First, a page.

I didn’t say “I love you” back.

When Fox told me he’d fallen in love with me, I wasn’t surprised. There were several moments in the last few weeks where I could feel and see those words shimmering just below the surface.

I’ve thought them myself, usually in the midst of or after sex. But when the phrase “I love him” popped into my consciousness, I dismissed it as partially due to that wonderful drug Oxytocin. Because it’s designed to bind us to someone in this very fashion. I wasn’t ready to say it and certainly didn’t want to be the first.

Why do I resist?

I am keenly aware I told another man I loved him just last week. Now, it was in the process of telling him I couldn’t see him again, but still. I know I will always have a place in my heart for Tony, even if I’m moving on.

All that to say, somehow it felt disingenuous in that moment to tell Fox I loved him.

I don’t want to say it just because he did. How often do we hear those words and feel compelled to respond in kind? You can’t take it back – can’t say “yeah I know I said I love you but upon further reflection I’m not so sure.”

But even more fundamental is my need to process how I feel in this relationship.

As I’ve said before, I feel calm. There is no anxiety. I know how he cares about me. He’s amazing to me. He’s steady and comforting. I’m fully embracing moving to a serious relationship with him. I like how he kisses me and the sex keeps getting better.


He doesn’t make me howl with laughter. His touch doesn’t instantly electrify me the way Tony’s did. He’s not high energy, or an extrovert. He’s a type “B”. He’s tall and relatively slim but not muscular. He’s never been to an Opera (okay the last one is true but irrelevant since he’s willing to go with me).

None of these particularly matter, but it’s not the type to which I’m usually drawn. He gives me so much and yet I worry about the relatively inconsequential things. In the past, I’ve taken chemistry over comfort. Muscles over maturity. Laughter over love.

These were not good decisions, but it’s a pattern I’m familiar with.

I worry as the first man to quench my thirst, I could be blind. I worry about being wrong.

After all, the Platters did say: “when your hearts on fire, you must realize, smoke gets in your eyes.

47 thoughts on “I didn’t say “I love you” back.

  1. When I read your last, I thought “Man, I’m such a dude. I would HATE for my partner to say ‘I love you’ so early: I don’t want to hear it.” and in fact my last used to sneak in ways to say it because he knew I didn’t want to hear it (and he knew I wouldn’t say it back, so part of it was his own self protection).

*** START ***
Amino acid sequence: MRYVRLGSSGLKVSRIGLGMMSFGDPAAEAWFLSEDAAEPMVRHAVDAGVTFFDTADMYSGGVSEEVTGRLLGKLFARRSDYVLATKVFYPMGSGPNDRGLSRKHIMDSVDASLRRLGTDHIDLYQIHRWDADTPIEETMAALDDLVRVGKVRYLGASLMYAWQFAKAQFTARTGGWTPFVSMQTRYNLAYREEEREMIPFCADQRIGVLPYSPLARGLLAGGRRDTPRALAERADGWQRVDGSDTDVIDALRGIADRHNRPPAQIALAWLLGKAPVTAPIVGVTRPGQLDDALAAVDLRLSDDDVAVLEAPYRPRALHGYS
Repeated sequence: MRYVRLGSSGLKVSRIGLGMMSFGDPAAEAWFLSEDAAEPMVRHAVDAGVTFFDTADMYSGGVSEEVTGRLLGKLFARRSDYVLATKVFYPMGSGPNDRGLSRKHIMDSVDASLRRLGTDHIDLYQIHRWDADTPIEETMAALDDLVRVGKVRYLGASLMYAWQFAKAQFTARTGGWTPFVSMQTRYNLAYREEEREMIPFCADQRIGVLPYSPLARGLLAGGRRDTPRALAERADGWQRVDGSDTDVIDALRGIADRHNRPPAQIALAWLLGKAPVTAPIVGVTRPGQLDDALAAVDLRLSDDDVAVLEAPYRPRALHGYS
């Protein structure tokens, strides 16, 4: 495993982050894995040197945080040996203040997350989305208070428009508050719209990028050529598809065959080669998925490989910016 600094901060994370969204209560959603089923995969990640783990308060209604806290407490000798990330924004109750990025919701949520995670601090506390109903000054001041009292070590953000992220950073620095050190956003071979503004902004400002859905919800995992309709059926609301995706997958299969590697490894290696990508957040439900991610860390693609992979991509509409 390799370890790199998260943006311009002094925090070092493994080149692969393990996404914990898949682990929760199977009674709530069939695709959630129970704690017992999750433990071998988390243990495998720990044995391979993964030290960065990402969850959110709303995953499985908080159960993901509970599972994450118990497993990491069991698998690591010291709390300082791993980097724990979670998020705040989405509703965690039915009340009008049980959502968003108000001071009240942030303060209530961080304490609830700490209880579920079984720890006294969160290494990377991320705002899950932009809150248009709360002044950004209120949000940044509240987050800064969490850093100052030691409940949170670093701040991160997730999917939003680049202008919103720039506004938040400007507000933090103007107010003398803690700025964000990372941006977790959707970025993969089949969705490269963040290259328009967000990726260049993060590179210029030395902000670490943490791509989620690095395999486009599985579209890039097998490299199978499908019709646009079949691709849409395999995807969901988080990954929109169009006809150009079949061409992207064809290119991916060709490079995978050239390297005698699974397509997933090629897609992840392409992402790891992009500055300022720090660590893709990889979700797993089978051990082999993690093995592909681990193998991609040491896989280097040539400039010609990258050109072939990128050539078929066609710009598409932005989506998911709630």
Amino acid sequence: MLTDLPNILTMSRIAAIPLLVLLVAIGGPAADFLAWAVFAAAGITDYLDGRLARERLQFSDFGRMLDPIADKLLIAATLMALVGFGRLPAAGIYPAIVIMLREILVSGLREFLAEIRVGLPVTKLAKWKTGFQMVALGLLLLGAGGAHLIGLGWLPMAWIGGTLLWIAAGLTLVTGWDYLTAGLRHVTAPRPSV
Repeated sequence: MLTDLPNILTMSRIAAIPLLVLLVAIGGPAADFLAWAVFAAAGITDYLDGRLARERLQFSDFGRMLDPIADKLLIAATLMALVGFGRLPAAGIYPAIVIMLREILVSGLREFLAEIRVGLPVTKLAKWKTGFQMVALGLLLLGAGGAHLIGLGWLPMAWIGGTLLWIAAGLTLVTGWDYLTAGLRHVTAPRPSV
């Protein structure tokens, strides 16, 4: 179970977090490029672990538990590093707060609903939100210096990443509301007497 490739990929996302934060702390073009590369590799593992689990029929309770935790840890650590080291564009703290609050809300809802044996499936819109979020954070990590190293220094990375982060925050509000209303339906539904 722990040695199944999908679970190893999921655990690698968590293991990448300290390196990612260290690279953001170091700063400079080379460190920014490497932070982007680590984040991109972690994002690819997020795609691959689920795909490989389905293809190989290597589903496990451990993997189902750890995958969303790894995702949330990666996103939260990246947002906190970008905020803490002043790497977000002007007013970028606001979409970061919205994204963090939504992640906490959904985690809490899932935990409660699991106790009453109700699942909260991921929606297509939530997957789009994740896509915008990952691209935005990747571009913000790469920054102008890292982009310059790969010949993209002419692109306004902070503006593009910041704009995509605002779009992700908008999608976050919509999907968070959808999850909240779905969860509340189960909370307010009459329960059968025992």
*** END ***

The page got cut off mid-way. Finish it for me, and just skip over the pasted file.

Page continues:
I fall in love reluctantly, in excruciating slow motion, digging my heels in and fighting it all the way, so the pull of it has to be like some cosmic overwhelming inevitability. And once I’m in, I’m all in, and I’m totally and utterly fucked. And saying it out loud makes it a thing, gives it substance, makes the fact that I’m completely fucked a reality.

    In short: You will know when you are in. All the way in. And if you aren’t sure, if you have one moment of doubt or misgiving, you aren’t there (yet). And that’s okay.


    • Thank you Ferns. I’m obviously trying to work out whether I’m just being rightfully cautious or if it’s a sign of something not being right. My gut says it’s the former, but this is such new territory for me.

  2. Ahh. The ultimate confusion!

    I had the same response with Cern. He’s different to what I’ve been with before and most times I’m always waiting for the shoe to drop. It hasn’t and it’s hard.

    I think that there is not one person that can fulfil everything we desire, laughing hysterically comes with some people, not all. I guess it comes down to measuring what’s more important to you.

    Laughing to me is pretty important. Cern makes me laugh. Yet if you find that you still aren’t sure that’s ok too. I still wonder if this is what I really need or want right now yet when I’m with him I can’t imagine life without him. I don’t know if we ever have a 100% agreement with ourselves about someone and our elusive happily ever after.

    Give yourself time. You may find that is not what you need right now but the stability is. X

    • That’s a good point, Sharn. I’m not sure you ever know – I do believe there isn’t anyone perfect but the key is figuring out what you want vs. need and what is truly good for us.

      Fox is really good for me right now. And I’m trying to focus on that while keeping my eyes and mind open about how I feel.

      • That’s all you can do really!

        Plus i honestly think you can live someone even though they don’t tick all your boxes and you know they don’t. Gods, I wouldn’t have such a long line of bad exes otherwise ๐Ÿ˜‰

        As long as you are happy the other bits can be looked at after a time, nothing wrong with being self aware. Just enjoy it as well. Xo